Then pictures loaded…and I realized that Mary and Janice weren’t just “good friends” and that the animation of a giant Brazilian Tree Frog jumping in the corner was actually two people – and they weren’t jumping!

Armed with new (and important) knowledge about Second Life, I decided to do a little research. Maybe that stripper at the Welcome area, and my first popular destination were related?

Of the 19 popular destination icons on my map, 9 of them were virtual pornography accounting for more 51% of the total population listed for popular locations in Second Life. 6 of the 19 were casinos. The rest were malls. Second Life is boasting more than 100,000 residents, which enables me to make an educated guess that there are around 51,000 people in Second Life for 3D virtual sex. I saw that over $100,000 had been spent in one day in Second Life (you can see the various daily values by visiting their homepage) – I wonder how much of that $100,000 USD was spent on the virtual nasty?

Still not convinced? Create an account at their website and log into their forums. Look under Employment Ops & Help Wanted. The majority of the work needed are dancers, escorts, and hosts for adult clubs.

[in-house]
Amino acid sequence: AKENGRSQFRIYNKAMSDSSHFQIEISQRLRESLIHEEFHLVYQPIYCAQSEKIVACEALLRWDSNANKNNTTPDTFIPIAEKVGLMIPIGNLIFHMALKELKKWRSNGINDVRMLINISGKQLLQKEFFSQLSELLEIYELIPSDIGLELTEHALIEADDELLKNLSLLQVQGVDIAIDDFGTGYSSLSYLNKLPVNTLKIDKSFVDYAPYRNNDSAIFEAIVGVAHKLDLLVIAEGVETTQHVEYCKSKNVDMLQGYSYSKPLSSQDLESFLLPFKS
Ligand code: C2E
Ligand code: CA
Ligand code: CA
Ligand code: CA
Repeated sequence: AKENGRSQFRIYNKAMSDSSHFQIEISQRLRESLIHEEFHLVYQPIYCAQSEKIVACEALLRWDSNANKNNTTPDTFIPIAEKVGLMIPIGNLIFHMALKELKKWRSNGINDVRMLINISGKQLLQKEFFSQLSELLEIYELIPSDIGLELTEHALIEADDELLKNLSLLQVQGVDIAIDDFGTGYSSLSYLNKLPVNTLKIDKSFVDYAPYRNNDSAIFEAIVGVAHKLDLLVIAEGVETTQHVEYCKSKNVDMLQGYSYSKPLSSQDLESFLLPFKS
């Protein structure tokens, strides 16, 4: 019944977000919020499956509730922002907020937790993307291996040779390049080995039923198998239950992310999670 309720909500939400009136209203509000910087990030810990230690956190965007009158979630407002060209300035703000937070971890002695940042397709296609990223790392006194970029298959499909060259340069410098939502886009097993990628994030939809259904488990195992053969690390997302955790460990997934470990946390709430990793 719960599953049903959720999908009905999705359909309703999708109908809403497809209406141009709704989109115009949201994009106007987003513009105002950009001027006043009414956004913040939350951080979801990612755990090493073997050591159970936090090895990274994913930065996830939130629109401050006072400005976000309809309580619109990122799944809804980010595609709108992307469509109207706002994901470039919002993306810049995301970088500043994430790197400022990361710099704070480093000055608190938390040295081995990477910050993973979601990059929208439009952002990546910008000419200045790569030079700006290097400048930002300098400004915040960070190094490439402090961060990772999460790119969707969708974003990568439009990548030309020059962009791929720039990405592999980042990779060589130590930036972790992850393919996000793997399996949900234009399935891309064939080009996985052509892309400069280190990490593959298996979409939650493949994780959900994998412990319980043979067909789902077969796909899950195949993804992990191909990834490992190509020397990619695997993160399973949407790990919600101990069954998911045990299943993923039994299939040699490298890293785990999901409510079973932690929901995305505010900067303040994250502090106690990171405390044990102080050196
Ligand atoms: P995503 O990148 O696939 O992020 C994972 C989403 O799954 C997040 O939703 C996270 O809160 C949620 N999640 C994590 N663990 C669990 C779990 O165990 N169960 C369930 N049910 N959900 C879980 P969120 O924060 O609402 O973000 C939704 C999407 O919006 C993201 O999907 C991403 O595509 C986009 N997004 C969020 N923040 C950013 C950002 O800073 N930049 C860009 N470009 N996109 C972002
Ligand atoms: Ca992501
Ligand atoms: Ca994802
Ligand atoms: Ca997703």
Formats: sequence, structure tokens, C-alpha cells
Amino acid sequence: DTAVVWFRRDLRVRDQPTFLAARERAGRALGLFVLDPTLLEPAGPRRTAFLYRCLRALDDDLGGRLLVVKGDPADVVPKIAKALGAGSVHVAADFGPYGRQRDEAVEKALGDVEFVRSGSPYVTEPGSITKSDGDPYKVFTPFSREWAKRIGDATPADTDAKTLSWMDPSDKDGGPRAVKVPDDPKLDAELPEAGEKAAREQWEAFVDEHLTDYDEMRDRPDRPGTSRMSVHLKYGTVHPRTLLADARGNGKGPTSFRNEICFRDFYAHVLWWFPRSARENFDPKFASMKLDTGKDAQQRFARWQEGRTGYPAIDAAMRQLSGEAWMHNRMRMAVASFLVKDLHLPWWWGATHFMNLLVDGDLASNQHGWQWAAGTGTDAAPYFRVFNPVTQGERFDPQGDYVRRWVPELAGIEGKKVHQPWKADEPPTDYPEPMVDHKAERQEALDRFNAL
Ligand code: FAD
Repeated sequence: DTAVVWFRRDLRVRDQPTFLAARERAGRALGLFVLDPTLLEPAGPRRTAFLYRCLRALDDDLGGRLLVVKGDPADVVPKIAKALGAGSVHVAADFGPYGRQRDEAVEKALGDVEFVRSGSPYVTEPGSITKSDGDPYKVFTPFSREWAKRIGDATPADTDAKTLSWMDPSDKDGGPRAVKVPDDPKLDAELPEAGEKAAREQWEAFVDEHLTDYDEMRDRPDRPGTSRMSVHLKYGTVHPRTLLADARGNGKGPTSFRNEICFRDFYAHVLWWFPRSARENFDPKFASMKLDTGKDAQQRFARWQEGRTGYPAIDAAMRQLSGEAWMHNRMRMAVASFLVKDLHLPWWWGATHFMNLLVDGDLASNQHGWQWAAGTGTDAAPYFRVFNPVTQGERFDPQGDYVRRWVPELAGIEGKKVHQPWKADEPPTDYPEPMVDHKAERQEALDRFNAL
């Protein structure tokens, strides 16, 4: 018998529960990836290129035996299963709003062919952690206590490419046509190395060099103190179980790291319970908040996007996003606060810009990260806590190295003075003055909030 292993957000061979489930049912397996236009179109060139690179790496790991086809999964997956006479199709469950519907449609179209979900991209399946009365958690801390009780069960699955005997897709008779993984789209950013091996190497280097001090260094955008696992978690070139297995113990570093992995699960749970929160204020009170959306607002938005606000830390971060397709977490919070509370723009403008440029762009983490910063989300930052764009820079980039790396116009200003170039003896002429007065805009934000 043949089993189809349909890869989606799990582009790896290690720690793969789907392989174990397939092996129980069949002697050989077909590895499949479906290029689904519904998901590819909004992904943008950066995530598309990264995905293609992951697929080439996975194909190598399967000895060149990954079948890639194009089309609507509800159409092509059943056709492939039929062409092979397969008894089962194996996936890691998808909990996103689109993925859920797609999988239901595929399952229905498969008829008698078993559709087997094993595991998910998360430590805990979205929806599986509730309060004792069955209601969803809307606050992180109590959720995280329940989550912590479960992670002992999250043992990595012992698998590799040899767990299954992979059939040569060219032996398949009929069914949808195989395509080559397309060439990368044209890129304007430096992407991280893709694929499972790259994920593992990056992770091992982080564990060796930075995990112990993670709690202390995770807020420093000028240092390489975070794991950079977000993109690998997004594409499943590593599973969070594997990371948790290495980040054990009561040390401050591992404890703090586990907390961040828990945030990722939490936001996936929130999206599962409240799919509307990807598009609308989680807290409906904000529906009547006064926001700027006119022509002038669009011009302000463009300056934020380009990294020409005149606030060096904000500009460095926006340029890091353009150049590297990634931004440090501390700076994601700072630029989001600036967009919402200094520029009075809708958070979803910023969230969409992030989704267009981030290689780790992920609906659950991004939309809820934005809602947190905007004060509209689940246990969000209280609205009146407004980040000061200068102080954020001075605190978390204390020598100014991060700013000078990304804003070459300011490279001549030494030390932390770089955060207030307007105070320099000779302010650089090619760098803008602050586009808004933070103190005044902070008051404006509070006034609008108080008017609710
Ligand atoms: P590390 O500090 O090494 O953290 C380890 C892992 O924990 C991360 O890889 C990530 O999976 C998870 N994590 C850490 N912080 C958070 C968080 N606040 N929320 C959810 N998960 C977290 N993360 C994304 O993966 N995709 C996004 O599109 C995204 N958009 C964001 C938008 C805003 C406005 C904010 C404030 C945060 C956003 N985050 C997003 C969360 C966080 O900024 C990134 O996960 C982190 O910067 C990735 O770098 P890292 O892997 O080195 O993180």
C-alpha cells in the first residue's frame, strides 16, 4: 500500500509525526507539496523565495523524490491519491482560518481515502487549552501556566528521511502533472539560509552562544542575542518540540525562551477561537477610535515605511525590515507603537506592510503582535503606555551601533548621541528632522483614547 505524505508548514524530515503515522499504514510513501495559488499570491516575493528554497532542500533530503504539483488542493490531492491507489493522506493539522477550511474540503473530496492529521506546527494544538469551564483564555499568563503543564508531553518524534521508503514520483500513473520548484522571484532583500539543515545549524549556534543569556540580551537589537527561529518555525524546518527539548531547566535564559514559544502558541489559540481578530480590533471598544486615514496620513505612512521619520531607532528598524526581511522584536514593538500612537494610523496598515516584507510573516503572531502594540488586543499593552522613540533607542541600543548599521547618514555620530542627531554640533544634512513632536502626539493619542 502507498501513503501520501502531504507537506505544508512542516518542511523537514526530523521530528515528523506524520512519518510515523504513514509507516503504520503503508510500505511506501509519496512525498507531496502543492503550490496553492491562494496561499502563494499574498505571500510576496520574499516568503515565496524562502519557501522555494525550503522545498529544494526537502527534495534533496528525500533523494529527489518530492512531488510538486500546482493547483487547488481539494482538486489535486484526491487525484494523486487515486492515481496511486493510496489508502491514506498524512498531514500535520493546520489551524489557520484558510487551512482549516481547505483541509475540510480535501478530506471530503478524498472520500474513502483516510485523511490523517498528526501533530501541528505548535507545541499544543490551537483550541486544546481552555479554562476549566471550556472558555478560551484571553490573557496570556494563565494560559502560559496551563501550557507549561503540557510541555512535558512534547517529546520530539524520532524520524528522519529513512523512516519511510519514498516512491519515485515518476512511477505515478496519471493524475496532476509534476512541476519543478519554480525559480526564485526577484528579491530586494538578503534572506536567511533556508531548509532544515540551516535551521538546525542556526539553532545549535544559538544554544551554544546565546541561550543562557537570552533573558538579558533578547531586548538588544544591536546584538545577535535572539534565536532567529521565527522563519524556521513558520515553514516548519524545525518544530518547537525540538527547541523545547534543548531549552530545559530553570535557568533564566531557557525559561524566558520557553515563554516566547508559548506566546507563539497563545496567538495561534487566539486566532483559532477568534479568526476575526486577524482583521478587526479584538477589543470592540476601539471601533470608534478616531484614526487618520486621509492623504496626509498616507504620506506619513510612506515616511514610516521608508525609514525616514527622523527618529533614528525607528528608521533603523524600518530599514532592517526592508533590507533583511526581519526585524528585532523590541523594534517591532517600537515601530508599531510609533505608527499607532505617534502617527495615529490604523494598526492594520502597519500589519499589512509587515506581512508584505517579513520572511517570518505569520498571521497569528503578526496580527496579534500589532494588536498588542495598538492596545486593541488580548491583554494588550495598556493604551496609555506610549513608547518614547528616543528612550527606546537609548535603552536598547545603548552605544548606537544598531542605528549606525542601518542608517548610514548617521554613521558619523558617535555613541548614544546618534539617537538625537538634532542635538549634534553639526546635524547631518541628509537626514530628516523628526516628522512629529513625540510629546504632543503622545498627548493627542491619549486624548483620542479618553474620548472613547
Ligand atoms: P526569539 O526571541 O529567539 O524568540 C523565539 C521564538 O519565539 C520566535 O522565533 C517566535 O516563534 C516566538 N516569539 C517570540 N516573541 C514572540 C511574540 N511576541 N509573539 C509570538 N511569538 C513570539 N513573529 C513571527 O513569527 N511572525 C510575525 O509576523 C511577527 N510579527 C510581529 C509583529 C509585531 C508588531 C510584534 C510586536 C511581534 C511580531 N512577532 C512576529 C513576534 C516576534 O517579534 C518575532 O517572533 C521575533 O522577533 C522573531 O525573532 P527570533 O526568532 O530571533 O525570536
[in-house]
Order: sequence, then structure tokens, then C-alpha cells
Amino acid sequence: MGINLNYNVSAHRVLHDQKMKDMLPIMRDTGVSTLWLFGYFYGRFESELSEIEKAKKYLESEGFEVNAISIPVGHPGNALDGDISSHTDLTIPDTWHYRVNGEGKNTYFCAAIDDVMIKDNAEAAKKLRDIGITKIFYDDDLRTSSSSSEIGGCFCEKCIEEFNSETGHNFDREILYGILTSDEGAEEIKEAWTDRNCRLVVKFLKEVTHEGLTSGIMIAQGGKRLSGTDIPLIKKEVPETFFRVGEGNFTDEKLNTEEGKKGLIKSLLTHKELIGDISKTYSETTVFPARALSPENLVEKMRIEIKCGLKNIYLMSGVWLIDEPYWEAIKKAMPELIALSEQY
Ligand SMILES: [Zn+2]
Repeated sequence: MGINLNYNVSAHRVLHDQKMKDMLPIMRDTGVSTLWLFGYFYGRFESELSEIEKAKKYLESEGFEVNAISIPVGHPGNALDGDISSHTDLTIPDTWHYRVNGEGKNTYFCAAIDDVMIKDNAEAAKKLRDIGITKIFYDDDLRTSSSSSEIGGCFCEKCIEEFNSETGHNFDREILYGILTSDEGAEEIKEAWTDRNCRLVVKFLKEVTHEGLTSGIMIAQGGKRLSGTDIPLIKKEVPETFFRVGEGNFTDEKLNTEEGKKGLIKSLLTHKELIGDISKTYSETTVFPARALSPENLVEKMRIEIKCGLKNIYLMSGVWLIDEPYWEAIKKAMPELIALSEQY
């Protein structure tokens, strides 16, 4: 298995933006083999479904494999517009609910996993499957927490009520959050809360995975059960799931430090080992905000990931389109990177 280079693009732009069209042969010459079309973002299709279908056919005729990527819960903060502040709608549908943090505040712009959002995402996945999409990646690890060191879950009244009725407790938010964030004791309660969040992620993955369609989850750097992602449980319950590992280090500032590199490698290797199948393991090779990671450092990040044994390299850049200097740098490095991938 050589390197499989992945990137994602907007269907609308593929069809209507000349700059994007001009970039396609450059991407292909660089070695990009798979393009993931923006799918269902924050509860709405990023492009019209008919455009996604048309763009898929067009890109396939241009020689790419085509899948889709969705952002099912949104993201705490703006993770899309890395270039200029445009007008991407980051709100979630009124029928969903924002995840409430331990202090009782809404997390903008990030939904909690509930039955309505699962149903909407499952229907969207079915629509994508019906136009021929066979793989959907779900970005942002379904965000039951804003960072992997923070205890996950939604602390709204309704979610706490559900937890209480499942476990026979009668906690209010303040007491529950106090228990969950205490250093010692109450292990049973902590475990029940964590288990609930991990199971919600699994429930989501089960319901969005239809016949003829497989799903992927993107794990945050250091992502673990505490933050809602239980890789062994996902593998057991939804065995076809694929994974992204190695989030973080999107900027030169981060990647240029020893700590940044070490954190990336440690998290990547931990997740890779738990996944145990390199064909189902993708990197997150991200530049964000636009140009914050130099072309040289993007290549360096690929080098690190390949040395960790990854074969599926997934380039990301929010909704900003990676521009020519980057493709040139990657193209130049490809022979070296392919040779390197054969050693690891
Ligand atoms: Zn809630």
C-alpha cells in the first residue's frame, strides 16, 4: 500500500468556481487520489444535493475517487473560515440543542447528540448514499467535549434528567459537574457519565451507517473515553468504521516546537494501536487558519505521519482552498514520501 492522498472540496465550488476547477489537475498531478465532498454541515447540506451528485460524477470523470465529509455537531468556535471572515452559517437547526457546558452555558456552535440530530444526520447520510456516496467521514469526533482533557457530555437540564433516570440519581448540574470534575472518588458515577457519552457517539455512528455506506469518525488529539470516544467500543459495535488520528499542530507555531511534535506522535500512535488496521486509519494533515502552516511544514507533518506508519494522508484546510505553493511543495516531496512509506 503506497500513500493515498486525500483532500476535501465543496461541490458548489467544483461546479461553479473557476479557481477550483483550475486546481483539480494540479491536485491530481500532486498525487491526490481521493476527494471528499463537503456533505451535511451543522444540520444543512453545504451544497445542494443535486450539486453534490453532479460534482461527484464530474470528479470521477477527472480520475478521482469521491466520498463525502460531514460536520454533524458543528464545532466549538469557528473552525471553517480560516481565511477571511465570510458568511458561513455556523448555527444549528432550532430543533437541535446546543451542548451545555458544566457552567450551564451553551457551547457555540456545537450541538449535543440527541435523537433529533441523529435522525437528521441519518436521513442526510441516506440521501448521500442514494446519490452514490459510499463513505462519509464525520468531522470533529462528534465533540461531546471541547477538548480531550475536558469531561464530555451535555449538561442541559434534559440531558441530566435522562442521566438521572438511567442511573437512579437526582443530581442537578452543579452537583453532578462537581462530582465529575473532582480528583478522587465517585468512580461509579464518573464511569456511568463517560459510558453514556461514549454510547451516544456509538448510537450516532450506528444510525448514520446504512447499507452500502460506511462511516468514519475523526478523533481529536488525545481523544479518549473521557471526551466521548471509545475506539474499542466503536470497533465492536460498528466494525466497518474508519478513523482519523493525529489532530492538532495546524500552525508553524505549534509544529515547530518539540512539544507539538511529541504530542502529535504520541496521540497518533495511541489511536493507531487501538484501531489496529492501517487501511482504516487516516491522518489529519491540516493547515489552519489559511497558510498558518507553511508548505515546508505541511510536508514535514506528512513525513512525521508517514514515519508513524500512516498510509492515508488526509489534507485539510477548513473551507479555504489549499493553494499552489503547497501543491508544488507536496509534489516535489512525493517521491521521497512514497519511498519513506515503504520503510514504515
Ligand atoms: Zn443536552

What makes this even more interesting is that even though Second Life’s main and most numerous customers are looking for porn, not a hint of it exists on their homepage. Nothing mentioned in the headlines. Maybe Linden Lab doesn’t want to promote that their service is used in this way – which is fair. Except for the fact that I was able to teleport myself right into a brothel.

…on accident.

What’s particularly disturbing is that Second Life’s advertised ESRB rating is “E – for Everyone”.

I don’t fault the people of Second Life for seeking out this kind of entertainment. The problem is that there isn’t enough separation in the world. Second Life shouldn’t list mature popular locations on the map unless you explicitly tell it to. It shouldn’t allow you to teleport yourself unsuspecting into an area like that without first prompting you. It shouldn’t mix its mature areas with normal ones.

Second Life has genuine G-rated content. But this is right around the corner from the Pimp N' Ho club, which is in turn, right next to an information center!